The current national surface transportation legislation mandates performance-based transportation planning and emphasizes external collaboration as a key conceptual component of a performance-based approach. These mandates have renewed the focus on performance-collaboration activities as evidenced by ongoing efforts through the Every Day Counts Initiative, sponsored by the American Association of State Highway and Transportation Officials, and the U.S. Department of Transportation. Regional transportation collaboration (RTC) is the deliberate, continuous, and sustained activity that takes place when transportation agency managers and officials work together at a regional level to solve operational problems, improve system performance, and communicate better with one another. Although RTC was first defined by the Federal Highway Administration in 2004, there is currently an absence of models in transportation literature and practice designed to foster systematic improvements in performance through enhanced collaboration. Given the renewed emphasis on external collaboration in performance-based transportation planning (PBTP), there is a need for conceptual and analytical frameworks that expand the RTC paradigm, support RTC thinking and activity, and explicitly link performance and collaboration. This research offers guidance for the systematic improvement of regional transportation collaboration, with the expressed intent of achieving higher performing outcomes.
The primary objective of the research is to develop a conceptual framework and building blocks for regional collaboration in a performance-based transportation planning context. The research draws on literature including transportation performance management, inter-organizational partnerships, and collaborative governance. This literature supports the investigation of performance and collaboration as interlinked constructs, with performance measured in terms of effectiveness, reputation and efficiency, and collaboration measured in terms of structure, governance, resources, tools/data, and strategies. Through a comparative analysis of regional safety coalitions, this research investigates how the concept of RTC may be operationalized in practice; identifies gaps between theory and practice, and defines building blocks and typologies for an effective performance-collaboration system.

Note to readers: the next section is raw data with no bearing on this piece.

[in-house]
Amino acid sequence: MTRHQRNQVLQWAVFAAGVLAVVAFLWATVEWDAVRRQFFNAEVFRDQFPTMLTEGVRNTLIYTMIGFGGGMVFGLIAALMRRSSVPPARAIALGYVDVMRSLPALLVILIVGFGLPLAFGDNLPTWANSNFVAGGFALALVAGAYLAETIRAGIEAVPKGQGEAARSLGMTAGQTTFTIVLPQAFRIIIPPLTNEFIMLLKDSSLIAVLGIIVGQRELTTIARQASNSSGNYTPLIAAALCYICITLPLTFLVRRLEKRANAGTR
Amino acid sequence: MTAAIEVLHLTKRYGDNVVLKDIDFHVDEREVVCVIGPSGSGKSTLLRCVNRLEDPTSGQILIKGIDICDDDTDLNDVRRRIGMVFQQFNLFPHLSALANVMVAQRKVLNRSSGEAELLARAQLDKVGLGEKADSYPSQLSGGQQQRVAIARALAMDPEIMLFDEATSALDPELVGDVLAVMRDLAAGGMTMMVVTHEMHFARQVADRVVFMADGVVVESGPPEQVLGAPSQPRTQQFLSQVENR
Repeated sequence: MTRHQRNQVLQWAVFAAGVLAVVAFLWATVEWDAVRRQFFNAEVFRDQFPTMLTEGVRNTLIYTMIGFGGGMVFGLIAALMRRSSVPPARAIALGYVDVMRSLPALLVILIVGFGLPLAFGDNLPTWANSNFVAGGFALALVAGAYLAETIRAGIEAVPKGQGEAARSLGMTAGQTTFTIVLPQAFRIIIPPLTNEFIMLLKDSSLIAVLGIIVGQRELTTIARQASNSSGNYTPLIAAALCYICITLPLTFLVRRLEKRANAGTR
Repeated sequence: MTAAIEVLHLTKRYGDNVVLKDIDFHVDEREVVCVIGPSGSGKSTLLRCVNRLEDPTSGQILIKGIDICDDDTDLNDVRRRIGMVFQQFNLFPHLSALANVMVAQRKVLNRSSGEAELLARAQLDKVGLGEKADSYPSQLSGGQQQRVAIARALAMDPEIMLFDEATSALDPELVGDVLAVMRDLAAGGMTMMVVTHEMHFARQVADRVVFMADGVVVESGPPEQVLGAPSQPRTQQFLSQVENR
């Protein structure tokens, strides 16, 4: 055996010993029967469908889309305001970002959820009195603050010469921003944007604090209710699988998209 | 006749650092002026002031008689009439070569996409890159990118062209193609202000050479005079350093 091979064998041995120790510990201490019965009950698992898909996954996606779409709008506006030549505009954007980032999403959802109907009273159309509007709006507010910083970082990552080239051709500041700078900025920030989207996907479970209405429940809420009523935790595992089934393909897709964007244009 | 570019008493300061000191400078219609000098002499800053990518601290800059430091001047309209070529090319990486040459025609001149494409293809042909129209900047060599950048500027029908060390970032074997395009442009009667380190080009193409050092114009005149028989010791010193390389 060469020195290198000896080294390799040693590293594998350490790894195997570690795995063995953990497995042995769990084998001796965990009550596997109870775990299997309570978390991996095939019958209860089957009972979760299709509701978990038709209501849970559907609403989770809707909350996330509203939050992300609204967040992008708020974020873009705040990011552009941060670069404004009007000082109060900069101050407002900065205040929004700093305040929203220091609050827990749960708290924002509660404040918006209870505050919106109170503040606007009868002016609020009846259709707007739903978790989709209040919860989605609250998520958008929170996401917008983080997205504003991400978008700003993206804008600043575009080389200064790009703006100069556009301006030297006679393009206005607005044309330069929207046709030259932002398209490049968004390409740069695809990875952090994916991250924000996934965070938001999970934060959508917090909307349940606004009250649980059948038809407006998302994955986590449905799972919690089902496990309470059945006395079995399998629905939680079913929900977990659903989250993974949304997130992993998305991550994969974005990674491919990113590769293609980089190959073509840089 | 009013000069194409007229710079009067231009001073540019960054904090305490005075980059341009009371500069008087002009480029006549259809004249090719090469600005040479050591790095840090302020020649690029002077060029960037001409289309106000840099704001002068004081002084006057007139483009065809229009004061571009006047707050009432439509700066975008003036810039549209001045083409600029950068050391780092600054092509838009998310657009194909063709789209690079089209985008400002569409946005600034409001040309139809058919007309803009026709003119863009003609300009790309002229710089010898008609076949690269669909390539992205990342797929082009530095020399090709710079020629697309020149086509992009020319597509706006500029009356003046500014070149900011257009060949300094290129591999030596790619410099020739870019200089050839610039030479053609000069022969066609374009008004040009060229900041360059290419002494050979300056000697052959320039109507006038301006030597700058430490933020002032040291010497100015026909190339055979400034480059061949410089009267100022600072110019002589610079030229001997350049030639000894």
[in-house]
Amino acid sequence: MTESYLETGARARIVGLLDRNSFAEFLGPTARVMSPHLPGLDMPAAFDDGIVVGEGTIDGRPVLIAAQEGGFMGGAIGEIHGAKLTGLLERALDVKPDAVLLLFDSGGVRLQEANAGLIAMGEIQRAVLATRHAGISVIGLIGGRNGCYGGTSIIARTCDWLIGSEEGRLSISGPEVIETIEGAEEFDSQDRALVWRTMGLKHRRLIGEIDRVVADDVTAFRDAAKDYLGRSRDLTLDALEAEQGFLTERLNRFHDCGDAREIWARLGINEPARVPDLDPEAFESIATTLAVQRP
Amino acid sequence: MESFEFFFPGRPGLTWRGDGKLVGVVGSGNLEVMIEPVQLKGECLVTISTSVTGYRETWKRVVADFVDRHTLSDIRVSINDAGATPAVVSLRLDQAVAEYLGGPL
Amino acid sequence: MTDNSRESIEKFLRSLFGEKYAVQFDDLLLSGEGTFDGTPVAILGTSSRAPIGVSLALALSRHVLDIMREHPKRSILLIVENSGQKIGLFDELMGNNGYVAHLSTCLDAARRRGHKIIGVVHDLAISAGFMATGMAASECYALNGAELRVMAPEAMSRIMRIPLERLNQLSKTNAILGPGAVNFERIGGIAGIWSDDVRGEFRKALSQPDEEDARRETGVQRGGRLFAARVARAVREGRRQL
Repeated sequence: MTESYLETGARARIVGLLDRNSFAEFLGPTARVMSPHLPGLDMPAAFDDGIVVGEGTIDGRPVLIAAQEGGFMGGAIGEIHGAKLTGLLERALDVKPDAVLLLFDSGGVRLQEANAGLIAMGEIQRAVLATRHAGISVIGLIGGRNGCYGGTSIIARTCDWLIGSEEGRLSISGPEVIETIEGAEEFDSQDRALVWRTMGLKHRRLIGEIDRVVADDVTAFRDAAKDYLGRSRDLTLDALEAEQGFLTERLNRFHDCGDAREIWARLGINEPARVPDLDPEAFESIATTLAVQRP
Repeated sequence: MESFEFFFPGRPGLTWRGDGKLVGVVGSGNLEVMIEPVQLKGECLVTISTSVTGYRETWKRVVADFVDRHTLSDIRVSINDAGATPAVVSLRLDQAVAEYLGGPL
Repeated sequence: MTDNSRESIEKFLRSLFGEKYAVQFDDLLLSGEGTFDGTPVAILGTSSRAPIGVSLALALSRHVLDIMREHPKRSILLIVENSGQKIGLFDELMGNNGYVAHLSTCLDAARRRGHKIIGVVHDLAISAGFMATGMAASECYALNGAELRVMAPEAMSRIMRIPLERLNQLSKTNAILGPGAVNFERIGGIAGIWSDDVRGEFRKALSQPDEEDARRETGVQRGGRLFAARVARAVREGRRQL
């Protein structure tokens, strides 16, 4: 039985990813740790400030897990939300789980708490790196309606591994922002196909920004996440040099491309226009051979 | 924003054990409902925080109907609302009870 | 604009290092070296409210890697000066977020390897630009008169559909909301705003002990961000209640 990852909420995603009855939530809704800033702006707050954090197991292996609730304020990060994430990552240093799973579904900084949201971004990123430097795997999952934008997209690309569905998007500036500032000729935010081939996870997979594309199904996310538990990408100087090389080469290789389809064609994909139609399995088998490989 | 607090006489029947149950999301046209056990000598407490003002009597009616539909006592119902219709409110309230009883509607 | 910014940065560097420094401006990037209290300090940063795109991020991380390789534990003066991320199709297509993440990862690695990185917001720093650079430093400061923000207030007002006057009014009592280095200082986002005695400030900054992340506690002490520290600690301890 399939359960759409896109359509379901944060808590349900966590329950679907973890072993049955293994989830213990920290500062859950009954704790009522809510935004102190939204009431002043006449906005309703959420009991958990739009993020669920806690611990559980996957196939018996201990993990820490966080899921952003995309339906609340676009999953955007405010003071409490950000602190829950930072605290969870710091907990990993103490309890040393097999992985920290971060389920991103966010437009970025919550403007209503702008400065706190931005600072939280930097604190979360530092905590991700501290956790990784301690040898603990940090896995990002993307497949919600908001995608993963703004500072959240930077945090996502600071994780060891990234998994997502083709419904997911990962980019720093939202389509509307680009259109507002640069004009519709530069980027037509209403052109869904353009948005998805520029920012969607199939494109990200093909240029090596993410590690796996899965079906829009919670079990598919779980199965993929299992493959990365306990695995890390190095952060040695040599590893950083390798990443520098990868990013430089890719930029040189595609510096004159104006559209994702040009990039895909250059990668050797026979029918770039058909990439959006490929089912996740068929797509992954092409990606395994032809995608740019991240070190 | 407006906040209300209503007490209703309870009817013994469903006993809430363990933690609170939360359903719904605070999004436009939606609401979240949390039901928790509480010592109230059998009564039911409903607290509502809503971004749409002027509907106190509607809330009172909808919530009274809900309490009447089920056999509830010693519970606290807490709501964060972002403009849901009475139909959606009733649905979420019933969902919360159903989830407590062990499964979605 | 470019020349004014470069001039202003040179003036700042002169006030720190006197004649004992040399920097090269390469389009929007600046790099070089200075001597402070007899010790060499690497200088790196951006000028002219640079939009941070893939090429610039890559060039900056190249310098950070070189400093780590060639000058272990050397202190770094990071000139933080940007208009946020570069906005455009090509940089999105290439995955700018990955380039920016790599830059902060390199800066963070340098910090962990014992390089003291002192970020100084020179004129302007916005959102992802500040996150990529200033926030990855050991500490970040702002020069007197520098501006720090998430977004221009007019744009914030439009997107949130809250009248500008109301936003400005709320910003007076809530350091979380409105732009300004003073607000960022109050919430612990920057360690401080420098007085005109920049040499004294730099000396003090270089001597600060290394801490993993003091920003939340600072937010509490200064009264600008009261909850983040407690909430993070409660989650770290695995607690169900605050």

The research uses an inductive or theory-first approach to refine, specify, and elaborate upon the regional transportation collaboration literature by building typologies using a small number of cases. Nine regional safety coalitions within the state of Louisiana are investigated in an iterative process that includes the separate and sequential analysis of datasets. The research first develops a conceptual understanding of the performance-collaboration system through a literature review; collects and analyzes data on the regional safety coalitions using a survey, semi-structured interviews and embedded case analysis; develops building blocks and typologies to characterize maturing levels of performance and collaboration, and generates guidance for enhancing performance through improved collaboration.
Findings from the research offer guidance to support systematic performance enhancement through improved collaboration. The findings indicate that common collaborative strategies can be identified and associated with different levels of performance within regional transportation coalitions. The RTC conceptual framework offers a context-specific evaluative framework that may be used to operationalize the interlinked constructs of performance and collaboration in PBTP. This research contributes to PBTP knowledge by integrating hitherto disparate bodies of knowledge, in the literature, to support the systematic improvement of regional partnerships operating in a performance-collaboration system. The research also contributes to the practice of PBTP by offering typologies, building blocks, and implementation guidance to practitioners working to improve performance outcomes through collaborative partnerships.
Dr. Adjo Amekudzi-Kennedy
Dr. Babaak Ashuri, Dr. Catherine Ross, Dr. Gordon Kingsley (Public Policy), Dr. Michael Meyer (WSP), and Dr. Jamie Fischer (SRTA/GRTA)